Background image is Les Dernières Cartouches (The Last Cartridges) by Alphonse de Neuville

Friday, August 15, 2014

dead highlanders

I've been a fan of Giles Allison's work for some time. As can be seen at his blog, Tarleton's Quarter, he's an accomplished painter of wargaming miniatures, primarily from the American Revolution and the Napoleonic Wars (with a few other periods on the side).

His latest post shows some Revolutionary War Highlander casualty figures, a follow-on from recent postings of figures he painted for the 76th Regiment of Foot (Macdonald's Highlanders) and command and music figures for several different Highland regiments.These are all from a new(ish) range of 28mm RevWar Highland figures produced by King's Mountain Miniatures (their line also includes "over the mountain men", the principal American protagonists at the battle whose name the company bears).

GIles has done his "usual" exceptional paintjob on these chaps. They're very peaceful casualties (rather like casualties at a reenactment); in fact, I can imagine a small vignette with one of these chaps, a model musket leaning agaisnt a tree, and a very frowy officer...

Thursday, August 14, 2014

an oriental DBA battle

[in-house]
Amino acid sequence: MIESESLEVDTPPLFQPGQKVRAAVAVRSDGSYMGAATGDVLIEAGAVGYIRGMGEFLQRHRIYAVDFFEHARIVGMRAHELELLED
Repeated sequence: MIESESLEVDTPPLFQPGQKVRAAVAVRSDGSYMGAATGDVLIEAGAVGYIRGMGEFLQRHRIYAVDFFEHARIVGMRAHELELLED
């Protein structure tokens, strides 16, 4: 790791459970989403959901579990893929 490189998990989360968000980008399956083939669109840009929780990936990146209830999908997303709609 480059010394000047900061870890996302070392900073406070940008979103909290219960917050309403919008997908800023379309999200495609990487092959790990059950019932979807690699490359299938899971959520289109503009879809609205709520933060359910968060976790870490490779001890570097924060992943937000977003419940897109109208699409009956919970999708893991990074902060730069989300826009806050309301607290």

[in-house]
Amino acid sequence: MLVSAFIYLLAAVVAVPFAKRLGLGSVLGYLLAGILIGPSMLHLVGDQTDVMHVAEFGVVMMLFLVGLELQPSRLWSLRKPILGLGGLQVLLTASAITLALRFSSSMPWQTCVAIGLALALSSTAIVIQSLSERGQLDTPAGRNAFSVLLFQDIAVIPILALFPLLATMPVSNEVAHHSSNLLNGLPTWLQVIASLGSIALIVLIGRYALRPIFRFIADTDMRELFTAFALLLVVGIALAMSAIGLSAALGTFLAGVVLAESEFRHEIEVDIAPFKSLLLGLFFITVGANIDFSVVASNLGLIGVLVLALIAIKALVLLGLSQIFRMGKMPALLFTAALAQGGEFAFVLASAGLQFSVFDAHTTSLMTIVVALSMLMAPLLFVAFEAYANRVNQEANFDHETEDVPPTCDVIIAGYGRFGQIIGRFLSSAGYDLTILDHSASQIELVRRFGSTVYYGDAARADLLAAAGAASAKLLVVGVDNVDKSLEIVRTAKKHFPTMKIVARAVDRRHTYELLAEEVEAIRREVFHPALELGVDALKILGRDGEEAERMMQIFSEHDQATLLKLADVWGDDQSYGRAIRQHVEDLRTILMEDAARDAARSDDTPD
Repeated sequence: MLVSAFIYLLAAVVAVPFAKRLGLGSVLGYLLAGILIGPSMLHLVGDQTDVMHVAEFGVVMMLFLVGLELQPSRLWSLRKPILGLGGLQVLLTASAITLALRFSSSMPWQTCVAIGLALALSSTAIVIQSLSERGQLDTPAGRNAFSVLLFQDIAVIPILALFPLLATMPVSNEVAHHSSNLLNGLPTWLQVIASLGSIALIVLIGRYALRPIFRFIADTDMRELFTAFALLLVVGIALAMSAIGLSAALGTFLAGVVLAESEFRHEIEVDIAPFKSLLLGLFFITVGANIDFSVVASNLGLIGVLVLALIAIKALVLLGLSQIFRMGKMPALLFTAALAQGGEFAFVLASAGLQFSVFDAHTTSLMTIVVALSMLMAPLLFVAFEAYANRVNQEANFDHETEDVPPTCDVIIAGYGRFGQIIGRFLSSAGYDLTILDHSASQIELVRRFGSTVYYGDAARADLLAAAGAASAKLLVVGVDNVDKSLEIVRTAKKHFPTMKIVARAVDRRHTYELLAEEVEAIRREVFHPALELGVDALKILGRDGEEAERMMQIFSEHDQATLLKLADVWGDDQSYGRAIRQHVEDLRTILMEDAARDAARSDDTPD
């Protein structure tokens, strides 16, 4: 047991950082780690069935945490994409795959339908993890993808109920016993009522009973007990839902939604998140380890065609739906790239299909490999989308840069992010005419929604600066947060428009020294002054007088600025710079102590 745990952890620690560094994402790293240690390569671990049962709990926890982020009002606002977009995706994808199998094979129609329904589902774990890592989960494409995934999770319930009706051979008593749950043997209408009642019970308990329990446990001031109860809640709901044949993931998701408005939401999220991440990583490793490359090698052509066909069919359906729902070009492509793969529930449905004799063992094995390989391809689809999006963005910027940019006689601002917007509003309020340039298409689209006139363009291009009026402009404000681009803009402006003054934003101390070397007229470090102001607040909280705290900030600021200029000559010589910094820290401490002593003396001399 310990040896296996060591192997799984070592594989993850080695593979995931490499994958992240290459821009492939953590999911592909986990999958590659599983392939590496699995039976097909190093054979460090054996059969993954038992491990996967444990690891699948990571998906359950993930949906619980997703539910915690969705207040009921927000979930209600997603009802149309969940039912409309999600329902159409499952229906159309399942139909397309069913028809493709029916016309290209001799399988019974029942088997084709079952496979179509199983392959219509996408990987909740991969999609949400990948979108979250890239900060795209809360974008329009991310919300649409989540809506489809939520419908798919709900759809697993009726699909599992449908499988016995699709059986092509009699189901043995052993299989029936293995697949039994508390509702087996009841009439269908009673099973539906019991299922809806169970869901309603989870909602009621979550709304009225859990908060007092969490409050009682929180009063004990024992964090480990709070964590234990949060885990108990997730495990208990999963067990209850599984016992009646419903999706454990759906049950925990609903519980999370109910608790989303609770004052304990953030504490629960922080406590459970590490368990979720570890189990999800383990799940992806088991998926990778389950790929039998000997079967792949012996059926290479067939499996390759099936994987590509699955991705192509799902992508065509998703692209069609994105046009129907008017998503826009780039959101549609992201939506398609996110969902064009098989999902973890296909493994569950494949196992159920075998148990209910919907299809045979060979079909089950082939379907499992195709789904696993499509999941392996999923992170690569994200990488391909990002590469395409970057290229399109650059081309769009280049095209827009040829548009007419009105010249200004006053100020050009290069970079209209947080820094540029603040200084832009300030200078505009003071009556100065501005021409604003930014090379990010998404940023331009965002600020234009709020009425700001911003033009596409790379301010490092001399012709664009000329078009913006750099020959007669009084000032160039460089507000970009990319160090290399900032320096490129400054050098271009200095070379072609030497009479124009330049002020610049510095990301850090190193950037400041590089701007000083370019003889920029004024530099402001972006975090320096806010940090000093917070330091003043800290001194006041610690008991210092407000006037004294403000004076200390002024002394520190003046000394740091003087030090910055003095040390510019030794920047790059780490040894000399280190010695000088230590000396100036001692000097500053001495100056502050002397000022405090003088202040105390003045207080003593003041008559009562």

While I spun up (or just spin my wheels) to publish about my own projects, here's a link to a photo journal, the first of a series, but David Schlanger of WADBAG on local DBA battles. This report features a battle between Burmese and Ming Chinese armies--colourful and unusual!

Tuesday, August 12, 2014

So, clearly I need an update!

I did finish my Medieval Germans, and they helped me win my first (and probably last) HMGS tournament title. I'll post photos of the finished army and its prize in my next entry.

I'll also post the Campanian army that I took to the Two David's Pyrrhic Wars campaign/tournament. Truer to my usual pattern, that crashed out near the bottom of the group.

Since March I've been involved mostly in boardgaming, and that either Eurogames or online ASL games via VASL. I'm currently in three playtest matches and fighting three published scenarios with one playtest and one published scenario recently completed. Hopefully I and a couple of friends will be starting one of the historical campaigns soon...

I did have the pleasure of helping Bruce Weigle playtest another convention scenario for his upcoming 1871 fast-play grand tactical rules for 19th century European battles. They speed up the game considerably, but they take a bit of getting used to, as they change the nature of the game more than a little.

Melissa and I have started sweeping the dust and cobwebs out of our collective chess memories. In our first game I mistook one of her rooks for a bishop and she forgot that pawns take diagonally. I think next time through we'll do better with the rules and be able to start working on strategy. In the meantime we keep our brains fit with Lost Cities and Fjords.